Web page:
The TPP trade pact that will include Vietnam is expected to be wrapped up this year. And U.S. import tariffs, the biggest market for Vietnam’s leading export, textiles and apparel, will be cut from 17-32 percent now to zero. But Vietnamese firms are unsure if they will benefit. Many are anxious since foreign investors with deep pockets are planning to set up operations in the country to take advantage of the lowering of import taxes by many large economies that will sign up for the trade deal. Many textile and garment companies in the region have already begun to move to Vietnam.
Vietnamese companies are meanwhile trying to enlarge their limited feedstock production capacity to comply with TPP’s regulations on origins, for instance apparel has to be made using yarn and other materials produced in member countries.
Figures from the Vietnam Textile and Apparel Association (VITAS) showed that 70% of more than 3,700 textile factories in the country make apparel; only 6% produce yarn, 17% make cloth, and 4% dyeing.
Local producers depend largely on fabric imported from China. Insiders said a yarn factory costs tens of millions of dollars, a sum most Vietnamese businesses cannot afford.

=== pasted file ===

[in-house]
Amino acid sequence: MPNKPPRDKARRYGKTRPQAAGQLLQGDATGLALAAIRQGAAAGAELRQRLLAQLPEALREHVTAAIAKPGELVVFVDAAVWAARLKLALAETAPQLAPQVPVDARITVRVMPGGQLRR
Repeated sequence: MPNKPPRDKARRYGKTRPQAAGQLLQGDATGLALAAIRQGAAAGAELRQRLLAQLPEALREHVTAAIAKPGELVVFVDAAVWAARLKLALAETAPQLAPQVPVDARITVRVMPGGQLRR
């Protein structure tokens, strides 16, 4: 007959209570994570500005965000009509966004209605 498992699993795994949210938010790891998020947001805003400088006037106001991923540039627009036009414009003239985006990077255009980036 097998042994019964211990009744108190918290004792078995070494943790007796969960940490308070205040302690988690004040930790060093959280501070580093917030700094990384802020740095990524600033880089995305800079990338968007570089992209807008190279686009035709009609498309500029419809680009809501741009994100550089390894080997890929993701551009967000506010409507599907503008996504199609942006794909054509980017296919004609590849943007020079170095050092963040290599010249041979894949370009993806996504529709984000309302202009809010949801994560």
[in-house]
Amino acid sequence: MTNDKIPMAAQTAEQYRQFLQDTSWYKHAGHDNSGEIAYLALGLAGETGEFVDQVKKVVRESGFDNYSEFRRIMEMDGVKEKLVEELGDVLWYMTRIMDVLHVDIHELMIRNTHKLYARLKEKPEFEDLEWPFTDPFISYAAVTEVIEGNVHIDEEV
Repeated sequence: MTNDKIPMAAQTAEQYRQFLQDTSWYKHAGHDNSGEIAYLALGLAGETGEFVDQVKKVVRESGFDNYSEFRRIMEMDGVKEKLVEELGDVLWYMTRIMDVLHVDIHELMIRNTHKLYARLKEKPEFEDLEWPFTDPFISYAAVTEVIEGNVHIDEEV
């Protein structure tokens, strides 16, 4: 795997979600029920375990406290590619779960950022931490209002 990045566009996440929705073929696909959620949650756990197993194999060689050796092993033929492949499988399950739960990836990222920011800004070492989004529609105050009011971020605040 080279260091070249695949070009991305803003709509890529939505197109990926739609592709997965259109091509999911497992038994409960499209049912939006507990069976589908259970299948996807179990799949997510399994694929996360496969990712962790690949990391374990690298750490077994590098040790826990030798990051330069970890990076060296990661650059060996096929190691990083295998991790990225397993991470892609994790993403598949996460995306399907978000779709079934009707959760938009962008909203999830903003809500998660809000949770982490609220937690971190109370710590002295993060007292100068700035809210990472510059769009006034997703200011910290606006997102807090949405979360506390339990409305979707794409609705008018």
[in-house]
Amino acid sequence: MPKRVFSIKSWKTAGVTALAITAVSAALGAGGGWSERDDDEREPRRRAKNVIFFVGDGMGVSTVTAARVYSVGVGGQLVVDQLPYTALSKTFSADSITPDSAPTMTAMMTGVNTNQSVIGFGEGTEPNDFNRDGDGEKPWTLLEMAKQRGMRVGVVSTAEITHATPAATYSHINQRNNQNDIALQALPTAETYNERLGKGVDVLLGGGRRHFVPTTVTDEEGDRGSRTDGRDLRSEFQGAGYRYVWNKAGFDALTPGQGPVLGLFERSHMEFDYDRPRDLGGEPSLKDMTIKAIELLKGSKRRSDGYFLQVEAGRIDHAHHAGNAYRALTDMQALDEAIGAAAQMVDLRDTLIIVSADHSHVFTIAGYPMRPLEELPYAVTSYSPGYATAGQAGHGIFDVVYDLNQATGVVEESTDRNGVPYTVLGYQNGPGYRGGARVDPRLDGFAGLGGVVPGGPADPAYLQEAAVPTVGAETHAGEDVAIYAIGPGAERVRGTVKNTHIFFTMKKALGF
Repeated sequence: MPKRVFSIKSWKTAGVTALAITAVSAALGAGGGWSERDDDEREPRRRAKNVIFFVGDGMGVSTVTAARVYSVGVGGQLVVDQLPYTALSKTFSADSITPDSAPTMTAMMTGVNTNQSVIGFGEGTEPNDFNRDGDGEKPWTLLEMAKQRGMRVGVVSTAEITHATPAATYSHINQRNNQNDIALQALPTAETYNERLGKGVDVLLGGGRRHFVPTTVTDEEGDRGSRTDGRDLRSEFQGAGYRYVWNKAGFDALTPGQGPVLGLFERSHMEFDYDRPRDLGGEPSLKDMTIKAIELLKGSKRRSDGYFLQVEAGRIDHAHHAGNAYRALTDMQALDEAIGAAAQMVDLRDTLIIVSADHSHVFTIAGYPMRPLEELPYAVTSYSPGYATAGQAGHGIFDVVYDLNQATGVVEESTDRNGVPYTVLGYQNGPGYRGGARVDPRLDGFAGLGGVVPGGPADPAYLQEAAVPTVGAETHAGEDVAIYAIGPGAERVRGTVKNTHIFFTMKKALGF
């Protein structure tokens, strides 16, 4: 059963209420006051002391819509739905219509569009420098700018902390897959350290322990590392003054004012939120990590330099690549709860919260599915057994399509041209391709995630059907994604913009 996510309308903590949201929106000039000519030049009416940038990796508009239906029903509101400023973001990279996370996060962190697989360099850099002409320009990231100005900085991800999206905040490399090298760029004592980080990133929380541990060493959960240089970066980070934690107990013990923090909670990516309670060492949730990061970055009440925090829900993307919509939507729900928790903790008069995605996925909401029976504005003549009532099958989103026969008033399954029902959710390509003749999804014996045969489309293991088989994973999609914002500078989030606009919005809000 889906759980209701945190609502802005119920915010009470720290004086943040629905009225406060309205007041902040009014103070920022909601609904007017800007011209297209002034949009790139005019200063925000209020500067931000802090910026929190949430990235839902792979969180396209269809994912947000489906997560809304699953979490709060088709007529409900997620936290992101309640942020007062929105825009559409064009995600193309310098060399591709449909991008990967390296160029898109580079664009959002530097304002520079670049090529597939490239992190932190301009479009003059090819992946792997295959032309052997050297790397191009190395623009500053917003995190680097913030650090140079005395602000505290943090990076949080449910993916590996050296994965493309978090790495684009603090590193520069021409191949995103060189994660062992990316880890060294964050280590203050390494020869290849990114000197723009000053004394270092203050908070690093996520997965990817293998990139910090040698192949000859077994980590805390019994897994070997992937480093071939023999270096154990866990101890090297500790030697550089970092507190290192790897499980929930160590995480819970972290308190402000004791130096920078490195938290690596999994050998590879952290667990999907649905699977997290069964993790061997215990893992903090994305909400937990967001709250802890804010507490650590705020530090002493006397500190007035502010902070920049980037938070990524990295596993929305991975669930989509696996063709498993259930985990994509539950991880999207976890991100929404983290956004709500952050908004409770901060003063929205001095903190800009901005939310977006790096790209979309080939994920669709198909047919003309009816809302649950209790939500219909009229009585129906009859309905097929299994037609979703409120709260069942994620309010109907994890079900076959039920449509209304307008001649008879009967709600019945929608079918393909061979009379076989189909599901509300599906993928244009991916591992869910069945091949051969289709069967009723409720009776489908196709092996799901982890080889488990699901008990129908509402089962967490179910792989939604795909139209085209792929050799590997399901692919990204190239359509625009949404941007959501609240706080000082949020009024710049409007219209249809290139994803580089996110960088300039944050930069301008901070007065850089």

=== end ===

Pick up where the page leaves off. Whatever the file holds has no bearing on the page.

Pham Xuan Hong, deputy chairman of Vitas, said unless the government helps by making cheap loans available for yarn projects, the industry would not benefit from the TPP at all. The government also needs to zone certain areas for dyeing plants since they are shunned everywhere due to pollution concerns, Hong said.
Agricultural and food products
Experts warned that the TPP is even worse news for agricultural products since many technical barriers related to labels, packaging, and chemical traces need to be surmounted to enjoy the tax breaks.
Van Duc Muoi, chairman of the Ho Chi Minh City Food Association, said the barriers could leave a lot of Vietnamese agricultural produce with no actual benefit.
“We will face difficulties in exporting animal products to the US, Australia, and New Zealand… We are not competitive in this area due to limited technologies and frequent disease outbreaks,” he said.